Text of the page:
South Africa Rejects U.K. Claims Over New Coronavirus Variant

South Africa’s government rejected allegations that a new variant of the coronavirus found in the country has contributed to a second wave of infections in the U.K. and criticized its decision to impose travel restrictions.

A new virus variant that was detected in the U.K. has a mutation occurring at a site common with the South African strain, known as 501.V2, but they are “two completely independent lineages,” Health Minister Zweli Mkhize said in a statement late Thursday.

There’s no evidence that 501.V2 causes more severe disease or increased mortality than any other variant that’s been sequenced around the world, he said. Mkhize’s comments came a day after U.K. Health Secretary Matt Hancock announced that flights from South Africa will be banned and that anyone who’s been there in the past two weeks must quarantine immediately. Several other countries have also halted flights from South Africa.

COVID-19 cases by continent as at mid-October 2020

The new U.K. strain was identified about a month before the South African variant appeared to have developed, Mkhize said, citing ongoing research by the Network for Genomic Surveillance in South Africa, which was launched in June. He described Hancock’s announcement as “unfortunate.”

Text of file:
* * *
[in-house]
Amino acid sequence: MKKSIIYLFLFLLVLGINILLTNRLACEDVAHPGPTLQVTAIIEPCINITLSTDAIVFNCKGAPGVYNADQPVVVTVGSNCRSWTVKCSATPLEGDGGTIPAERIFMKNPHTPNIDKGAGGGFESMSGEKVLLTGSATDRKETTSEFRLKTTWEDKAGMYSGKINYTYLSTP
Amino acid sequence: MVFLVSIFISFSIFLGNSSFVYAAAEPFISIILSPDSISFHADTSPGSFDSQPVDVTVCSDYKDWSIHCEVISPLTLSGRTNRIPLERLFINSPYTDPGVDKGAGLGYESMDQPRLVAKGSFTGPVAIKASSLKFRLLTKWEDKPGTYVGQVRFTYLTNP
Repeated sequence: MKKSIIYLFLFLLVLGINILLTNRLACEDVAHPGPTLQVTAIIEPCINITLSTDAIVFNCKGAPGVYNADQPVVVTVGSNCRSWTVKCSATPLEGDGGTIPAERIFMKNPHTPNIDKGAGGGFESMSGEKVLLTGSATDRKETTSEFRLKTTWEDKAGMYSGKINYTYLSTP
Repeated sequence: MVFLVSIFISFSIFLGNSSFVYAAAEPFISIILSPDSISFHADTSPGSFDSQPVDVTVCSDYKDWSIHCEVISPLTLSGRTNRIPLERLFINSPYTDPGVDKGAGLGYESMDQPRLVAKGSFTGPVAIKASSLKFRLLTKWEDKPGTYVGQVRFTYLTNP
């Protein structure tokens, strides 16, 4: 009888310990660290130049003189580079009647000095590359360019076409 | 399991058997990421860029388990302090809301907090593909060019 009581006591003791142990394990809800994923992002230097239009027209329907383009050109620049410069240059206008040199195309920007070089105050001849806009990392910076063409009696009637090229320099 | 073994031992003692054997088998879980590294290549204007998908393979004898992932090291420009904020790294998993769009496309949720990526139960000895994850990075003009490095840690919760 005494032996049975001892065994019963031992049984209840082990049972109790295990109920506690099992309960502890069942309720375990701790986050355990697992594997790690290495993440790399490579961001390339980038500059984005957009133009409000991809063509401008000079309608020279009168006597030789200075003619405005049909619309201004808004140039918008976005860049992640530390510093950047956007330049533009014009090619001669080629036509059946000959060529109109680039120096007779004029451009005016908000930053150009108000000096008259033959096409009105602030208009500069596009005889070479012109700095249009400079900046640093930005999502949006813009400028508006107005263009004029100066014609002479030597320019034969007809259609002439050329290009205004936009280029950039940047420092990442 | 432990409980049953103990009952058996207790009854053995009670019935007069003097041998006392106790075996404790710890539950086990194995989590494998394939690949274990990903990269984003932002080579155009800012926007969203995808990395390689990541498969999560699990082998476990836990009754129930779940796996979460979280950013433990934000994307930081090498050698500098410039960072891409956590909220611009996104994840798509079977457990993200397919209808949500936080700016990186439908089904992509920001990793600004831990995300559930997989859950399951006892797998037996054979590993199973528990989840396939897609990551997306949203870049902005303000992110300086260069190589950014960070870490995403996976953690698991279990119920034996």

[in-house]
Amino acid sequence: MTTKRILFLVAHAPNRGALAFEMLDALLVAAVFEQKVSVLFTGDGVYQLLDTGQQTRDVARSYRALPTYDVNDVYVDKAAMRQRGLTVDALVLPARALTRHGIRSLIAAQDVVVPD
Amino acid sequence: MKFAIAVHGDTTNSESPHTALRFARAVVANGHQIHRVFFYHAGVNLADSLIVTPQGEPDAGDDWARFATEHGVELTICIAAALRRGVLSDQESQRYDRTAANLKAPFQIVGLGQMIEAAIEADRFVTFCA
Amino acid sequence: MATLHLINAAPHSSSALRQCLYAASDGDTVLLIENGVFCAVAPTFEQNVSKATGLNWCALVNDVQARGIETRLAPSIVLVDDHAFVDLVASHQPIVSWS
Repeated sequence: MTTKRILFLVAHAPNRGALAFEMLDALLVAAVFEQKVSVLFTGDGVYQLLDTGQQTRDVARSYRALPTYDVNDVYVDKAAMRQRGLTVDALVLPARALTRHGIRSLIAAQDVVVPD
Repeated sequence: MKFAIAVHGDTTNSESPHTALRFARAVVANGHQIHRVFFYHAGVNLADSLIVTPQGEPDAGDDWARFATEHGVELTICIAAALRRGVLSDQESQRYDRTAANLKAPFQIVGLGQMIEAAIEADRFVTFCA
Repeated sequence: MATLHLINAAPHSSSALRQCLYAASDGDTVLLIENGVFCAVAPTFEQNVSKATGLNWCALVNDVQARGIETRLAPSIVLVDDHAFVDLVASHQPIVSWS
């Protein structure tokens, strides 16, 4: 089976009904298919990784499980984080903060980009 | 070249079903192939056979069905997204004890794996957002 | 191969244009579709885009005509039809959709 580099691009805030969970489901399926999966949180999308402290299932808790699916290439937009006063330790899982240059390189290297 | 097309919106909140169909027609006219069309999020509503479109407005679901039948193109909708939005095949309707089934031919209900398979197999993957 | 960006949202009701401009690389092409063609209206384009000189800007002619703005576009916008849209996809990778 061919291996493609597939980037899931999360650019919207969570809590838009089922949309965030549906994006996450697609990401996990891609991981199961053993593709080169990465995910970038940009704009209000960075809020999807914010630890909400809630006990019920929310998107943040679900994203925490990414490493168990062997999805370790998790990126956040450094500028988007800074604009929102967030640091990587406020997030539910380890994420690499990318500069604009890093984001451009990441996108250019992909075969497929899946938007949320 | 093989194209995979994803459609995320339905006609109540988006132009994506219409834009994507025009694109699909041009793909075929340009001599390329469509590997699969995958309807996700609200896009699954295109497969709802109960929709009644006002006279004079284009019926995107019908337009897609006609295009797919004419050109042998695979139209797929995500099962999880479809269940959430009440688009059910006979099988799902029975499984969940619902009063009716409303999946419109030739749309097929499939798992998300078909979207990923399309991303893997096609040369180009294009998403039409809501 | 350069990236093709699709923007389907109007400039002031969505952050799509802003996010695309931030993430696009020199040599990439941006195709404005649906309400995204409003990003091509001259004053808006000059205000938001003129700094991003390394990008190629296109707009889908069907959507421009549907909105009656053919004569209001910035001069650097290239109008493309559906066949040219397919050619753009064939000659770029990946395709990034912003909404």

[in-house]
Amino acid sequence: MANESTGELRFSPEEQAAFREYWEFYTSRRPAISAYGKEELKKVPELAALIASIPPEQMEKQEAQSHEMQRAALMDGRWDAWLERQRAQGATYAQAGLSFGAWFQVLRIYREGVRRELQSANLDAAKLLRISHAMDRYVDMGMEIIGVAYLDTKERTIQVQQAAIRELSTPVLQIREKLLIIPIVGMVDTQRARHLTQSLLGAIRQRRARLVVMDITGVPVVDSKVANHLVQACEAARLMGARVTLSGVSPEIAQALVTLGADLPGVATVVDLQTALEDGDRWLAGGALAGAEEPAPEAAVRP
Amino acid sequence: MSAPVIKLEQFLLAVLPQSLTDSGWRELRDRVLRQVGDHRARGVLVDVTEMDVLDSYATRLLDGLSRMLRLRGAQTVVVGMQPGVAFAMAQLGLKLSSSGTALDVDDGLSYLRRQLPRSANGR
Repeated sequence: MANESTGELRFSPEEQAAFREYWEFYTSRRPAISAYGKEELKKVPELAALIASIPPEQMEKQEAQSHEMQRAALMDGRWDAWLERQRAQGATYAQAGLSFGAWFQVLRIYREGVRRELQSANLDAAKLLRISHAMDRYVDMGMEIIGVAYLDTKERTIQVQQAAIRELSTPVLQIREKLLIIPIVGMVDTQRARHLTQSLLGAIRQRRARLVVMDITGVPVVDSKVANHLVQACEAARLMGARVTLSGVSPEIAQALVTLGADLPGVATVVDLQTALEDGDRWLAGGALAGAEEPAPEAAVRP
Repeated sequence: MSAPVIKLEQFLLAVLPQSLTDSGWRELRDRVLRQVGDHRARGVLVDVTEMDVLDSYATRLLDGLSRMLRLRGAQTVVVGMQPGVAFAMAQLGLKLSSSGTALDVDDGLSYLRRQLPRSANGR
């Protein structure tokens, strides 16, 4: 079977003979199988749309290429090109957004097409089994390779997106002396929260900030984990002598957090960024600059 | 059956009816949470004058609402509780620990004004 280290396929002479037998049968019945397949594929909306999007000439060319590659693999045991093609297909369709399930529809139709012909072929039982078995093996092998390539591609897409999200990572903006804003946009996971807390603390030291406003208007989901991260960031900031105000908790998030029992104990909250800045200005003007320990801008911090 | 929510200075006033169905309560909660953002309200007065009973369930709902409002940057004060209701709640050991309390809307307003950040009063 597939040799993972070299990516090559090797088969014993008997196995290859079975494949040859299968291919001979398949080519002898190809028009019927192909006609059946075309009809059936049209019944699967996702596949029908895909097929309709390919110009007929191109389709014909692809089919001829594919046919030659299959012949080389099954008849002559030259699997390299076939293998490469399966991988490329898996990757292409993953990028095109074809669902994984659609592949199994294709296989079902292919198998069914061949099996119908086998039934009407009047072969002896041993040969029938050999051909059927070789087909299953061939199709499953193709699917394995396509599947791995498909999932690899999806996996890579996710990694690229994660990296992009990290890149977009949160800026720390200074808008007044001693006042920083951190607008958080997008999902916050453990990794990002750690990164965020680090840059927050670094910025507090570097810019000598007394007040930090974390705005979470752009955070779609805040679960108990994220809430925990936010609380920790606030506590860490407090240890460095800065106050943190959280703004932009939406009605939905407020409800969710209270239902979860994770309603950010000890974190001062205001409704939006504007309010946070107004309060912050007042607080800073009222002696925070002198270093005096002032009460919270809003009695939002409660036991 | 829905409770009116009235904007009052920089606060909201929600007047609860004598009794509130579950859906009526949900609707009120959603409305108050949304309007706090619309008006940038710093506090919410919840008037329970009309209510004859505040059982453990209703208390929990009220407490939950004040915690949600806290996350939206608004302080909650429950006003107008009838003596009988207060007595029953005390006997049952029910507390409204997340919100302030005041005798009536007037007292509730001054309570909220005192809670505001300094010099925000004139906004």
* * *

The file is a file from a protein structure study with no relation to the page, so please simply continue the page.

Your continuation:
“It is the widely shared view of the scientific community that, given the current circumstantial evidence, the risks of travel bans may outweigh the benefits, and that it is possible to contain the variants while sustaining international travel,” Mkhize said. “We, therefore, maintain that non-pharmaceutical interventions and strict containment measures remain most important to reduce the risk of transmission.”

Coronavirus infections in South Africa have surged since the government eased most restrictions several months ago, and a second wave is now coinciding with the summer holidays. The Health Ministry registered a record 14,305 new cases on Thursday, bringing the cumulative total to 968,563.

Experts in South Africa lead the field of genomics surveillance alongside those from institutions in Australia, Denmark, the Netherlands and the U.K., and have shared all information on the evolution of the coronavirus with the World Health Organization, Mkhize said.


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